The hashtag #GetSplitOffNetflix has been trending on Twitter lately. Part of a larger social media campaign, its goal is to get the streaming giant to remove the M. Night Shyamalan thriller Split from its library because it misrepresents Dissociative Identity Disorder and thus offends people who suffer from the condition.
The situation is a little bit complicated, though. See, while the social media campaign to remove the film is strongest in the US, the streamer was never offering the pic to American subscribers to begin with. As such, the protesters are mostly calling for Netflix to remove the movie from its libraries around the world, and never have it return again.
The activists’ major issue with the thriller is that it inaccurately depicts what Dissociative Identity Disorder looks like as well as how it functions.
“Split is a movie that has caused many many many plural people & the plural community at large significant harm due to it’s misrepresentation of both DID (Dissociative Identity Disorder) & Plurality in which it demonises them & more,” one tweet which included the #GetSplitOffNetflix hashtag reads.
Meanwhile, a petition has now sprung up on Change.org as well and goes into further detail on why the film should be removed, pointing out the following:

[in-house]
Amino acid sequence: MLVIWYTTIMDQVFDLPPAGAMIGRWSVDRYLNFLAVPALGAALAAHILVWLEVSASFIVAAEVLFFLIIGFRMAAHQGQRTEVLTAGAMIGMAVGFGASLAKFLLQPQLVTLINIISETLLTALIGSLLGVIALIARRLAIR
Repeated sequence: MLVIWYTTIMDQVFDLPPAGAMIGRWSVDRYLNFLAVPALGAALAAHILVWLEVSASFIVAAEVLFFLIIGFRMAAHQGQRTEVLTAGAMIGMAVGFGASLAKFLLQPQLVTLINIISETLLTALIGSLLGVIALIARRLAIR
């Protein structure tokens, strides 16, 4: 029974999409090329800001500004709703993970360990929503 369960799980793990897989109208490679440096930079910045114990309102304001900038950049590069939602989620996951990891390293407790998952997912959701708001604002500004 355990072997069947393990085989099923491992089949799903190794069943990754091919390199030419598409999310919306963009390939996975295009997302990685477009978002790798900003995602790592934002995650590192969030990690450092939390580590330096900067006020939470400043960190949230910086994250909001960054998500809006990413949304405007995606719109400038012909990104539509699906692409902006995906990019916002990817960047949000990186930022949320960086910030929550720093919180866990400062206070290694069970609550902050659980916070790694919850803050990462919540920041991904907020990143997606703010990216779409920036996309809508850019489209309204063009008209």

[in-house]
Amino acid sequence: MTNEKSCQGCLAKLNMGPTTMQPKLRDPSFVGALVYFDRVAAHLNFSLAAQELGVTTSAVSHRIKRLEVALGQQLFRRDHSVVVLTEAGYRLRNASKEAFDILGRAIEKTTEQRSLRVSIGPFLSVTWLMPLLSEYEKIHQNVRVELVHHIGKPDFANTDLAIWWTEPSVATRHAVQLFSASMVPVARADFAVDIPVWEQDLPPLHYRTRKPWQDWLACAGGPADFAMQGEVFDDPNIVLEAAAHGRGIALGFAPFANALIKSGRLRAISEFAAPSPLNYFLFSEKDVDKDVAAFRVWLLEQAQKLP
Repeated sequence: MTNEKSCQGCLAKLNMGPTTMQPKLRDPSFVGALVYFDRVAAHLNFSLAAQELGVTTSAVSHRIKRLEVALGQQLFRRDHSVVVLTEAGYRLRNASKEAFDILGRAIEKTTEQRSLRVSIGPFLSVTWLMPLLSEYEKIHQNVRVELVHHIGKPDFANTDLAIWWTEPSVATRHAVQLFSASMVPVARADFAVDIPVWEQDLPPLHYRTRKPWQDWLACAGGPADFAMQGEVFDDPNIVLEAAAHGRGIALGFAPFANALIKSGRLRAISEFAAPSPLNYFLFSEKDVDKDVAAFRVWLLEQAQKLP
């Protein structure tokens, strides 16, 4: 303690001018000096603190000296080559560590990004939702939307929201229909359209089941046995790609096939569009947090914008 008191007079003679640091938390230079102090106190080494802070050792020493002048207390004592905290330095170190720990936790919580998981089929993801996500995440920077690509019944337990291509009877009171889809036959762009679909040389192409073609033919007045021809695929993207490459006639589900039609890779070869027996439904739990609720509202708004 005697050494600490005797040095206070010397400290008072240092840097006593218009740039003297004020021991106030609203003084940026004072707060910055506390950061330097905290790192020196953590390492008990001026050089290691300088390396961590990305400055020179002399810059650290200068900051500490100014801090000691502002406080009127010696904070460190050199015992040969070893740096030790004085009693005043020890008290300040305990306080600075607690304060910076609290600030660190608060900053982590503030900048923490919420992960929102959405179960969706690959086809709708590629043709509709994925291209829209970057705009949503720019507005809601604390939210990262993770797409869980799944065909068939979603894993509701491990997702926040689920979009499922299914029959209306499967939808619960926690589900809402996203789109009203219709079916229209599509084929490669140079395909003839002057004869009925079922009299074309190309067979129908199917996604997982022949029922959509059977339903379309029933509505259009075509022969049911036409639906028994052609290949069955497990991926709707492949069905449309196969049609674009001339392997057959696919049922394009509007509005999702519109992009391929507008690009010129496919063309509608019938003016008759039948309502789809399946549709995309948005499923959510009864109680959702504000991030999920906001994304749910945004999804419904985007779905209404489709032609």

“It inaccurately represents the disorder in many ways; over-exaggerating the rarity of the disorder, insinuating that those impacted are capable of complete physical metamorphosis, and, most importantly, highlighting the false stigma created in Hollywood, introduced by films like Psycho, that people with DID are more likely to be violent, or will in some way inflict harm onto others.”
Conceived as a sequel to the 2000 superhero drama Unbreakable, M. Night’s Split tells the story of a group of teenage girls who find themselves kidnapped by a man suffering from DID. The man, played by James McAvoy, juggles over 24 different personalities, some of which are malignant, others benevolent.
For every person who argues that Split should be removed, however, there’s someone else who argues it should stay. Warning about the dangers of ‘cancel culture,’ one Twitter user wrote that: “If we ban every single thing that potentially offends an oppressed community group, we would have nothing left.”
How do you feel about Split, though? Do you think it should stay on Netflix, or do you feel it’s better left forgotten and un-watched? As always, let us know down below.